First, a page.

Attendance is REQUIRED. If you miss more than three sessions you fail this course.
Class starts on time. It is your responsibility (DURING THE BREAK) to make sure I put you on the rolls if you arrive late
3 lates = 1 absence.
All exams, programs, and homework must be completed in order to complete this course, regardless of lateness. Unexcused late course work will lose 10% of its points for each weekday that it is late. Arrangements for "excused lateness" must be made in advance and approved by the instructor.
Grading Policy see below as well
Course grades will be assigned as follows: Grades are assigned on both the technical prowess demonstrated (your understanding of the process or program) and creativity (your unique approach to the problem presented).
A = Excellent work both technically and creatively (of course, You fulfilled the requirements)
B = Excellent technically OR creatively (of course, You fulfilled the requirements)
C = You fulfilled the requirements adequately, average work. good in one area even
D = poor you did not fulfill the requirements of the assignment or course
F you should know… No work was submitted or you did not fulfill the assignment or oyu did not follow the assignment or it is so late that it is no longer relevant.
In a studio course, your final portfolio is equivalent to an exam in this course. I may have a final written or practical exam at the end of the semester.
This is college. It is for adults who want to learn. Sometimes it is hard.
Sometimes it is fun. Oftentimes, it is both. Most jobs return what you put into them and if you give this course maximum
effort, you will learn and earn a high grade.
Classes begin on time, so be in the classroom at the scheduled hour. Additionally,
each class will contain information pertinent
to the assignments, and each week builds upon information learned the previous
weeks, so, make the commitment
to be here for the classroom sessions or do not take the class.
You have a job as a student. That job is to come to class, be attentive,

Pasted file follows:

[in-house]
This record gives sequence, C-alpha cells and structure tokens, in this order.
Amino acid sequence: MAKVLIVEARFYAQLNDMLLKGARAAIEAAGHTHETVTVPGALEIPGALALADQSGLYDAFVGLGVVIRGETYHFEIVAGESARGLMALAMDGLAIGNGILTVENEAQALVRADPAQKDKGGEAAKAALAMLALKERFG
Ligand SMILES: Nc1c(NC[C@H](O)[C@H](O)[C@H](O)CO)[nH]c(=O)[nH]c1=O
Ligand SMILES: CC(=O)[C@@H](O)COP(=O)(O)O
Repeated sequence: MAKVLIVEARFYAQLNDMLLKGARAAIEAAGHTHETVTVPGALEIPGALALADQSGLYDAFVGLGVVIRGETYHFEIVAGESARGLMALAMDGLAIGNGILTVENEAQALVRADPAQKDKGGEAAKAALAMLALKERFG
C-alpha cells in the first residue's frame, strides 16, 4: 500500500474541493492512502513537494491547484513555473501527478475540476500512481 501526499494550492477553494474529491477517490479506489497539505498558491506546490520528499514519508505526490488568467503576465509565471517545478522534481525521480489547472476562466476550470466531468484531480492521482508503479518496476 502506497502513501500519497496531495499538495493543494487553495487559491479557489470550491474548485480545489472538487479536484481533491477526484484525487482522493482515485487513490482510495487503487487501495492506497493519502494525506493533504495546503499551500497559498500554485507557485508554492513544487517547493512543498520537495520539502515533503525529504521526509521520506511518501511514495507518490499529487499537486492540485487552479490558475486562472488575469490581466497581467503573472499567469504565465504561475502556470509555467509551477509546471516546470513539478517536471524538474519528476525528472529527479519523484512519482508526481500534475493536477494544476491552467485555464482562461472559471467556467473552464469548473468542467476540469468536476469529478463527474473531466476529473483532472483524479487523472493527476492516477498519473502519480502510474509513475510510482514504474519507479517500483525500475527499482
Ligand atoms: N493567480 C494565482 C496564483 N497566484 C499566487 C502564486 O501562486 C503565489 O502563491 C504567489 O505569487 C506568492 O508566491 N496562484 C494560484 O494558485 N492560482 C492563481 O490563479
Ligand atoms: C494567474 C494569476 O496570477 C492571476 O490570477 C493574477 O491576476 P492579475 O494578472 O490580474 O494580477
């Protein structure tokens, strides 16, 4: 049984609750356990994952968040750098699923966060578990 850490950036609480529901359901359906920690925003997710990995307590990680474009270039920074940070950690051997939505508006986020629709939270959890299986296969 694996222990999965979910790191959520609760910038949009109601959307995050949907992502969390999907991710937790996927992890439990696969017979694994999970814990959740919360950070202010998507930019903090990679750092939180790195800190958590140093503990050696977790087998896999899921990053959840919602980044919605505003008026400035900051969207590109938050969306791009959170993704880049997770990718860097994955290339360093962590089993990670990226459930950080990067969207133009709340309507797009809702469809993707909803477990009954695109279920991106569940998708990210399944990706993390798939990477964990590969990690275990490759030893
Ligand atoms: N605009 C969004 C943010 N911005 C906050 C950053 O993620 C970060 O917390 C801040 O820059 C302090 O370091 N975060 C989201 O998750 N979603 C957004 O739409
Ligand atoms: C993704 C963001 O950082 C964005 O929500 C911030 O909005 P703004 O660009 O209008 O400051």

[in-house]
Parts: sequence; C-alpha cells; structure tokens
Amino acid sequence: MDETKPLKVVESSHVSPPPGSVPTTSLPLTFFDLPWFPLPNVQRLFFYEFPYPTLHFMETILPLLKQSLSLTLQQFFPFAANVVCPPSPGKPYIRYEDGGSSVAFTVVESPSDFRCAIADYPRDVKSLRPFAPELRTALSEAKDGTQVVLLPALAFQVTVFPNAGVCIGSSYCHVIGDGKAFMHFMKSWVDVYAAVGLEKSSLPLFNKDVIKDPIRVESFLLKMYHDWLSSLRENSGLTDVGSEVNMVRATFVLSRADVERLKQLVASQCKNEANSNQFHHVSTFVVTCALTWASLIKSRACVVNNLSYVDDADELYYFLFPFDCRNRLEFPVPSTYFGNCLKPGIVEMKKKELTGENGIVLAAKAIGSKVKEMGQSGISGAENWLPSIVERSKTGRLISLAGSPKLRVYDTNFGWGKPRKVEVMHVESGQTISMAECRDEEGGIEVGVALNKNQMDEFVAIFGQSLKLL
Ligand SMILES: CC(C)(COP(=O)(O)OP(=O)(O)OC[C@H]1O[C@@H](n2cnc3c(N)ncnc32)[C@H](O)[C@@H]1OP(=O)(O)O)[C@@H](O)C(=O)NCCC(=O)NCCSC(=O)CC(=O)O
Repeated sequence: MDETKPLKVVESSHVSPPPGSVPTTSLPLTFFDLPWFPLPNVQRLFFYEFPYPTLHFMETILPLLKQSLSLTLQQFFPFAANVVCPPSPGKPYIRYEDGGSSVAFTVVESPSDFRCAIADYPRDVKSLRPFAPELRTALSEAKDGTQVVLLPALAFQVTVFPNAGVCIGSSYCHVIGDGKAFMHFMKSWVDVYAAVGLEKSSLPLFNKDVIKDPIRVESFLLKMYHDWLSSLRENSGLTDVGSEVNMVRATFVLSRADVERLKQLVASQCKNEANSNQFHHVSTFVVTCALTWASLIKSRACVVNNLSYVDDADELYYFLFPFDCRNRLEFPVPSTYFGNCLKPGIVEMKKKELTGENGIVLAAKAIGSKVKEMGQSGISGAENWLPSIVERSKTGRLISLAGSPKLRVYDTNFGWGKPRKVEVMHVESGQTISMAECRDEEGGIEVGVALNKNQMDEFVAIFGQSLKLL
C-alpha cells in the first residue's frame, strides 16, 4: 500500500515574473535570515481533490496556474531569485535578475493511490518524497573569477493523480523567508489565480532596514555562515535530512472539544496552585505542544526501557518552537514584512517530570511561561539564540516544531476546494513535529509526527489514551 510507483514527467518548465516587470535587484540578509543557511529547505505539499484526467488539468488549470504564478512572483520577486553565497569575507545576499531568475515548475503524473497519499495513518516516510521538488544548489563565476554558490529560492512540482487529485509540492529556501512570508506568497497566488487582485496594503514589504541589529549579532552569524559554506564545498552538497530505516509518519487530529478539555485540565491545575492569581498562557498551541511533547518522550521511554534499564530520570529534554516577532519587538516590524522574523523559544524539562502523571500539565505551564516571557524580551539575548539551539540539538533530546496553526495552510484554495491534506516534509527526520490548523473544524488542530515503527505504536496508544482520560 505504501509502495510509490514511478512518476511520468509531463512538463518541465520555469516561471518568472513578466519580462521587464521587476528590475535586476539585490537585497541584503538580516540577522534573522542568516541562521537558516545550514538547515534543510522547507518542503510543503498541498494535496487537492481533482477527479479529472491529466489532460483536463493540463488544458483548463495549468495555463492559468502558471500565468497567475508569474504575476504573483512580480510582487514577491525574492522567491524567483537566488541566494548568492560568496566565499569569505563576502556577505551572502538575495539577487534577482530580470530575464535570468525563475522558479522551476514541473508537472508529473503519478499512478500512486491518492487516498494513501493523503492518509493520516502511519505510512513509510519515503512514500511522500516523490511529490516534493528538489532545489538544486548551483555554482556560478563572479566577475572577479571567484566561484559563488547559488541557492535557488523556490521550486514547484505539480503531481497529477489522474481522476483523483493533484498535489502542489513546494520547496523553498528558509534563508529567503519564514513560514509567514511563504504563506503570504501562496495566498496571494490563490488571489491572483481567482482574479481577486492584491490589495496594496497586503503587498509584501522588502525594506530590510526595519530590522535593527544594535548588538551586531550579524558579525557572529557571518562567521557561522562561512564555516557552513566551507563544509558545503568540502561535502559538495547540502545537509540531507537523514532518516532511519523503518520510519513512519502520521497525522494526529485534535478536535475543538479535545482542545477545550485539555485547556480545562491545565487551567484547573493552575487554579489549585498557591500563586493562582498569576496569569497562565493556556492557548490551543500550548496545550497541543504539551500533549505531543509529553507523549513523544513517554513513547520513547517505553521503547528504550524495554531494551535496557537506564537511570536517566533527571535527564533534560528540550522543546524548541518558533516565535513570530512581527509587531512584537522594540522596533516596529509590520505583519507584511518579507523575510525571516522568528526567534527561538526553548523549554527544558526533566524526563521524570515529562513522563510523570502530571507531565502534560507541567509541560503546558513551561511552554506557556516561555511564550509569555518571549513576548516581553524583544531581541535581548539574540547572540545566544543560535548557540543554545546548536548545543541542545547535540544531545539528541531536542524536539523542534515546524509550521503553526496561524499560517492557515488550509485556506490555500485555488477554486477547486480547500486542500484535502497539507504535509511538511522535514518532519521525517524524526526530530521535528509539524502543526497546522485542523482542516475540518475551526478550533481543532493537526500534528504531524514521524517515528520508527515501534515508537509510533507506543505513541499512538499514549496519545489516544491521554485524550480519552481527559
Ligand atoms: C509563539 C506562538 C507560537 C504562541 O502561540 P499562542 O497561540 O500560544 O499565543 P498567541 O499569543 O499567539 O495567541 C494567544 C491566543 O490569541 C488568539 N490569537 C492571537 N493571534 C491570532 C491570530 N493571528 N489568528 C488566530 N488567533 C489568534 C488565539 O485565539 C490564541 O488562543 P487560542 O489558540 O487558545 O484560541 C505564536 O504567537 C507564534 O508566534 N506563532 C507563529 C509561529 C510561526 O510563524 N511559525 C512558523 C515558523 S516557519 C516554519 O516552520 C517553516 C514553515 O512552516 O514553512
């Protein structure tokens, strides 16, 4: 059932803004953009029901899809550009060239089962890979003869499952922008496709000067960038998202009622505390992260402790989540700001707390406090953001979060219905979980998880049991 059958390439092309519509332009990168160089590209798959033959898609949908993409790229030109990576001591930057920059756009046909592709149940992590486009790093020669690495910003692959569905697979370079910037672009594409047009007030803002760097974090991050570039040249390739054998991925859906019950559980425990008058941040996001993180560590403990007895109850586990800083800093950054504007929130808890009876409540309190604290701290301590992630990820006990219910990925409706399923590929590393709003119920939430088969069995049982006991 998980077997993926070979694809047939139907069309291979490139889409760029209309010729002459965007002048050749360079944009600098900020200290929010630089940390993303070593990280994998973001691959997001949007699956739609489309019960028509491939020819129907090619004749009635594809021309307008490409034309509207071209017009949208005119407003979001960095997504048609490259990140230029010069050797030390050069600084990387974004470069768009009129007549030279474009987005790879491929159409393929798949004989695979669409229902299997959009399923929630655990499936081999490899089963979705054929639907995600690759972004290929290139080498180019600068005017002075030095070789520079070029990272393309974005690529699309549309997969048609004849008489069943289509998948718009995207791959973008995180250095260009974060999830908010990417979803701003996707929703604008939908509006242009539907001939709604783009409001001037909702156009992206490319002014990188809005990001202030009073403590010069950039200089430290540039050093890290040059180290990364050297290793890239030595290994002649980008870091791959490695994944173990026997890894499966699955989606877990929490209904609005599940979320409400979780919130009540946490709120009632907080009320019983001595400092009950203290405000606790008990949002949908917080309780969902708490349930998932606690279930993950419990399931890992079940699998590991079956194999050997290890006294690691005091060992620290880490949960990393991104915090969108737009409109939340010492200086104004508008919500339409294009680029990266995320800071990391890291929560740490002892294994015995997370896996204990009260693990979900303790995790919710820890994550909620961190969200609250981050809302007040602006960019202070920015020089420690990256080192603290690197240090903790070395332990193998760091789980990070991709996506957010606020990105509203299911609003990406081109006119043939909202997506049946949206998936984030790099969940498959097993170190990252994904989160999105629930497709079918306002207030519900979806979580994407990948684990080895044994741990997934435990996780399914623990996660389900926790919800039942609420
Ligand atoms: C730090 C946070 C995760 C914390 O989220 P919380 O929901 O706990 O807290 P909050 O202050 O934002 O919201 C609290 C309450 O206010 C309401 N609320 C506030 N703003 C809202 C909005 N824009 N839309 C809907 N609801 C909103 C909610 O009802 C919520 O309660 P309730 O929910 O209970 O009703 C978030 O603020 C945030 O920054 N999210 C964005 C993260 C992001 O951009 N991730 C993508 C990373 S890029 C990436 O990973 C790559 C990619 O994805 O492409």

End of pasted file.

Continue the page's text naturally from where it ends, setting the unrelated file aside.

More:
ask questions, keep your mind open to new ideas
and fulfill assigned projects on time. Doing your job will assist you in
being perceived as a serious student.
In an educational forum, it is always best to inform the professor in advance
about problems with correct completion of an assigned project. When understood and anticipated, contingencies can often
be handled easily.
All of the assignments must be completed by the date listed on your syllabus,
as late work is not accepted in this course.
Lastly, learning is synthesis of ideas. Try to use the ideas presented
in this class to your best advantage by putting them together with what you already know to produce high quality work. If you
have problems, see me.
You are the one who will determine whether or not this course is a success
for you. Take your work here seriously and you will learn things, have fun and enhance your GPA.
assignments must be ready for grading on time. Every session an
assignment is late will count as a grade markdown. If you are absent,
I must see your assignment the following class.
All of the work you submit
for grading must be your own. You may not download images, annimations,
or any other material/graphics/text off of the web. As well, you may
not scan material from books or magazines to use in your assignments.
Any assignment containing any such material will automatically receive
a failing grade. I may request evidence of your creative process - therefore,
save and have available any source material that you produced - photographs,
sketches, items that you scanned, etc, as well as any intermediate digital
files. By doing so, you protect yourself from undue scrutiny.
Papers: do not plagarize your work. The bulk of your papers must be your
own words/thoughts. You may quote source material, but this may not comprise
more than 20% of your paper. You must provide footnotes and a bibliography
if you reference any outside sources. If I catch you plagarizing, you will
automatically fail the entire course. I know how to use google.
Class: No phones (turn it off and PUT IT AWAY!), no e-mailing, no surfing
the net, No IMing, no chewing tobacco or dipping.
Failing grades are given for required work that is not submitted, for incomplete final projects or for examinations that are not taken (without prior notification and approval). Make-up work or completion of missed examinations may only be permitted only with the approval of the instructor and the program director.